symfony is an open-source PHP web framework based on the best practices of web development, thoroughly tried on several active websites, symfony aims to speed up the creation and maintenance of web applications, and to replace the repetitive coding tasks by power, control and pleasure. Symfony provides a lot of features seamlessly integrated together, such as: * simple templating and helpers * cache management * smart URLs * scaffolding * multilingualism and I18N support * object model and MVC separation * Ajax support * enterprise ready
ThemBid provides a market where people needing work done broadcast their request and accept bids from people competing for the job. Unlike many of the sites profiled at HighScalability, ThemBid is not in the popular press as often as Paris Hilton. It's not a media darling or a giant of the industry. But what I like is they have a strategy, a point-of-view for building websites and were gracious enough to share very detailed instructions on how to go about building a website. They even delve into actual installation details of the various software packages they use. Anyone can benefit by taking a look at their work. Site: http://www.thembid.com/
AWStats is a free powerful and featureful tool that generates advanced web, streaming, ftp or mail server statistics, graphically. This log analyzer works as a CGI or from command line and shows you all possible information your log contains, in few graphical web pages. It uses a partial information file to be able to process large log files, often and quickly. It can analyze log files from all major server tools like Apache log files (NCSA combined/XLF/ELF log format or common/CLF log format), WebStar, IIS (W3C log format) and a lot of other web, proxy, wap, streaming servers, mail servers and some ftp servers.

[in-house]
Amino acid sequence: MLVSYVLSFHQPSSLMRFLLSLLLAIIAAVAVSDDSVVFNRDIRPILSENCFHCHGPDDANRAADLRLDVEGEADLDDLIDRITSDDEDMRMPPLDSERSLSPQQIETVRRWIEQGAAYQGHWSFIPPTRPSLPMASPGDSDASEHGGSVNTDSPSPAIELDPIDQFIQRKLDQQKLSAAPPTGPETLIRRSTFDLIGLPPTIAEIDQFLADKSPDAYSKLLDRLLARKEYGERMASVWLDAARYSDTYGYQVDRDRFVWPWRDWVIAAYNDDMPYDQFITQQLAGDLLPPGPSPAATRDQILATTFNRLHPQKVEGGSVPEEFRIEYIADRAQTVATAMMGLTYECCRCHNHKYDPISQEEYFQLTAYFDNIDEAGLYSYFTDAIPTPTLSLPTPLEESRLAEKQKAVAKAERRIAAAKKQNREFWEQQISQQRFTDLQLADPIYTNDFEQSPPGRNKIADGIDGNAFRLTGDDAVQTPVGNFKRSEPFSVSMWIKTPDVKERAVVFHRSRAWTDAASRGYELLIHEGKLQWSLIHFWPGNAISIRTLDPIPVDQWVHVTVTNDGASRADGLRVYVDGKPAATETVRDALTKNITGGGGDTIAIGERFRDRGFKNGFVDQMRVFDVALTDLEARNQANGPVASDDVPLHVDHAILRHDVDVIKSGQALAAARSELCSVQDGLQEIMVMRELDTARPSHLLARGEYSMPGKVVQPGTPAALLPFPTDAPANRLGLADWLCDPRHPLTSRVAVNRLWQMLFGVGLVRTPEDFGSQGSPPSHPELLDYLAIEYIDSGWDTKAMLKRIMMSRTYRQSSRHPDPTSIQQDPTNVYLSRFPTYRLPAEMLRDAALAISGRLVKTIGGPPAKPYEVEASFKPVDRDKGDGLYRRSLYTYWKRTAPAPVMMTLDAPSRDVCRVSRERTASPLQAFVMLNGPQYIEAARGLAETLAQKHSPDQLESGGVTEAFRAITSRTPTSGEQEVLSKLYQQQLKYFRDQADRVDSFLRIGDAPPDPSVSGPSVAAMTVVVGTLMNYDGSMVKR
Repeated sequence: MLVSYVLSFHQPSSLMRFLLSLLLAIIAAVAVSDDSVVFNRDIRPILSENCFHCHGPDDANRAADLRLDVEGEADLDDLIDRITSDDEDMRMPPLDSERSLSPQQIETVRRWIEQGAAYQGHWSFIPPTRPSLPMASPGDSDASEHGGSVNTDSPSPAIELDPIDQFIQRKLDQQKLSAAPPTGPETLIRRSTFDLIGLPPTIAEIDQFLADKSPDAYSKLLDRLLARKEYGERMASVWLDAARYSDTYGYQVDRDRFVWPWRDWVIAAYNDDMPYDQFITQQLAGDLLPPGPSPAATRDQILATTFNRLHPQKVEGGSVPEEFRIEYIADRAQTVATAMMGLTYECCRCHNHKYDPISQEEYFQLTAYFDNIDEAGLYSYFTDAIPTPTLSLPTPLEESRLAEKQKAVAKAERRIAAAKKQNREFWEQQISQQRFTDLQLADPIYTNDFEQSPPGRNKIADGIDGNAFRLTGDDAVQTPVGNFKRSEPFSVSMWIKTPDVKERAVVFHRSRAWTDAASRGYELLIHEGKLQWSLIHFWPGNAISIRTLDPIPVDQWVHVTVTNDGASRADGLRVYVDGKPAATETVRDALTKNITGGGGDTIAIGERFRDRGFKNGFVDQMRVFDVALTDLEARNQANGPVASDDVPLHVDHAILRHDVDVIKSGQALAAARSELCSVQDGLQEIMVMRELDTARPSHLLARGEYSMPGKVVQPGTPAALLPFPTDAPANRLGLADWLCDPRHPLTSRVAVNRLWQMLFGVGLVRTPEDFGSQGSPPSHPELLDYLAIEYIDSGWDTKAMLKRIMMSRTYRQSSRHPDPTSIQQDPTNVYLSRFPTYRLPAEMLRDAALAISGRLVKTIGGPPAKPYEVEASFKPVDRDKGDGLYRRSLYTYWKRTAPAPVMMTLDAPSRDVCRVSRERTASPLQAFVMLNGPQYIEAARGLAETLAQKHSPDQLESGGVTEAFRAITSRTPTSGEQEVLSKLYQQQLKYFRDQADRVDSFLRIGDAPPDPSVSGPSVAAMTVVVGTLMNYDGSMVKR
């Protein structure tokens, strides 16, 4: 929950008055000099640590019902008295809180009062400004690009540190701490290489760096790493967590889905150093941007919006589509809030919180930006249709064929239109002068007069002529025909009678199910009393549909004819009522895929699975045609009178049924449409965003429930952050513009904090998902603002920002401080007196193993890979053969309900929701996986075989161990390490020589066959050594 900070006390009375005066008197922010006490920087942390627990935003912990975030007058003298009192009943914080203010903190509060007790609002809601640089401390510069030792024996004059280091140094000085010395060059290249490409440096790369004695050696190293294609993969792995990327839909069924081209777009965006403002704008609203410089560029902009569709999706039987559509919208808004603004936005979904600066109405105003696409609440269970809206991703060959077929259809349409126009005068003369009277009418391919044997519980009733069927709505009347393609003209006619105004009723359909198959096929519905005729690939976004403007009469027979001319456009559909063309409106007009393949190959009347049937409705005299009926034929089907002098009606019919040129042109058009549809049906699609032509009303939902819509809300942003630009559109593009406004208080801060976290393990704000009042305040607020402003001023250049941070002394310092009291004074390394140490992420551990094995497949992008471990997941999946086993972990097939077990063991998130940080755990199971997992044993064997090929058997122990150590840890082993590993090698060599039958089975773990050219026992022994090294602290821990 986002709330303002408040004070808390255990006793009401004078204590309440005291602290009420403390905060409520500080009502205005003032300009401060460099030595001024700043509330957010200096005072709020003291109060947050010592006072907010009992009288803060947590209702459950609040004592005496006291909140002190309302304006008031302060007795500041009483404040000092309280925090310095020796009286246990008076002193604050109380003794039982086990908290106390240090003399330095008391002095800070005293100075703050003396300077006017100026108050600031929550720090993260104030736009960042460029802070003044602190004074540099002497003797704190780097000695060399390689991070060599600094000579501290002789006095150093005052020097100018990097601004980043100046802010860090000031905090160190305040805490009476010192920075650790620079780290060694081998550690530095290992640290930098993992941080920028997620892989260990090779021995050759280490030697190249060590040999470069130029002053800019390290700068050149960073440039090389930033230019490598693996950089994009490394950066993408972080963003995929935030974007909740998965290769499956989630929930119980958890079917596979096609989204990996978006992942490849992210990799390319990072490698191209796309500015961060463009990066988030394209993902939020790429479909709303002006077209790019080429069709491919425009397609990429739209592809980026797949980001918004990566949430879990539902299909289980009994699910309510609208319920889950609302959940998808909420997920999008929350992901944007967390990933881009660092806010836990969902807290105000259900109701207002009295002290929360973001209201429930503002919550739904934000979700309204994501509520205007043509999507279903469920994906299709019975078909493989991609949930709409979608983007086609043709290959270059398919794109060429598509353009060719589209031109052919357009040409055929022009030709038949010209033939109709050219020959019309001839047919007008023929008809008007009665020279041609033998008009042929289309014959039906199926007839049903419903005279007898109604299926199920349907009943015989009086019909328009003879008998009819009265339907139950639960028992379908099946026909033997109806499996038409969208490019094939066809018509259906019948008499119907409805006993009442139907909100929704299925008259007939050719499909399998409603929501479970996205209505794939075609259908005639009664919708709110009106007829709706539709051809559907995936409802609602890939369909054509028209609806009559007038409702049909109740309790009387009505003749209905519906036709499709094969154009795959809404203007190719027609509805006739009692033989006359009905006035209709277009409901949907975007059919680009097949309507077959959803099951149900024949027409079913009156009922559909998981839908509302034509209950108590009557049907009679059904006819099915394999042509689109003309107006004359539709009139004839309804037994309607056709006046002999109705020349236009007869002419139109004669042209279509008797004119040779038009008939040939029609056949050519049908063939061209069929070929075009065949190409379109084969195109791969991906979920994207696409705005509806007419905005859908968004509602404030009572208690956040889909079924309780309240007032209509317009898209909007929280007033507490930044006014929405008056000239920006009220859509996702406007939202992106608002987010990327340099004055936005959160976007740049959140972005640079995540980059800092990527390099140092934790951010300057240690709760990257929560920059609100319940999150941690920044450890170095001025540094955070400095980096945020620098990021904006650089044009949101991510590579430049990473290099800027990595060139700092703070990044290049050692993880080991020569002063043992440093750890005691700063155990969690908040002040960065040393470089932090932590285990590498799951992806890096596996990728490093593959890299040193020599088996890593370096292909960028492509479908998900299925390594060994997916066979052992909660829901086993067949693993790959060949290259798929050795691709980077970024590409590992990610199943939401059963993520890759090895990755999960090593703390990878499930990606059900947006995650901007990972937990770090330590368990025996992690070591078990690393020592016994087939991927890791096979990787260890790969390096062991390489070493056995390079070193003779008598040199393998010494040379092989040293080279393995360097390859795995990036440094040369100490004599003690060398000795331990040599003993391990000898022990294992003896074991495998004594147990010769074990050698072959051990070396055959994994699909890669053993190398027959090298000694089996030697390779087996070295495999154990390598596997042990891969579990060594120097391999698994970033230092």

3PAR Remote Copy is a uniquely simple and efficient replication technology that allows customers to protect and share any application data affordably. Built upon 3PAR Thin Copy technology, Remote Copy lowers the total cost of storage by addressing the cost and complexity of remote replication. Common Uses of 3PAR Remote Copy: Affordable Disaster Recovery: Mirror data cost-effectively across town or across the world. Centralized Archive: Replicate data from multiple 3PAR InServs located in multiple data centers to a centralized data archive location. Resilient Pod Architecture: Mutually replicate tier 1 or 2 data to tier 3 capacity between two InServs (application pods). Remote Data Access: Replicate data to a remote location for sharing of data with remote users.
NetApp MetroCluster Software Cost-effective is an integrated high-availability storage cluster and site failover capability. NetApp MetroCluster is an integrated high-availability and disaster recovery solution that can reduce system complexity and simplify management while ensuring greater return on investment. MetroCluster uses clustered server technology to replicate data synchronously between sites located miles apart, eliminating data loss in case of a disruption. Simple and powerful recovery process minimizes downtime, with little or no user action required. At one company I worked at they used the NetApp snap mirror feature to replicate data across long distances to multiple datacenters. They had a very fast backbone and it worked well. The issue with NetApp is always one of cost, but if you can afford it, it's a good option.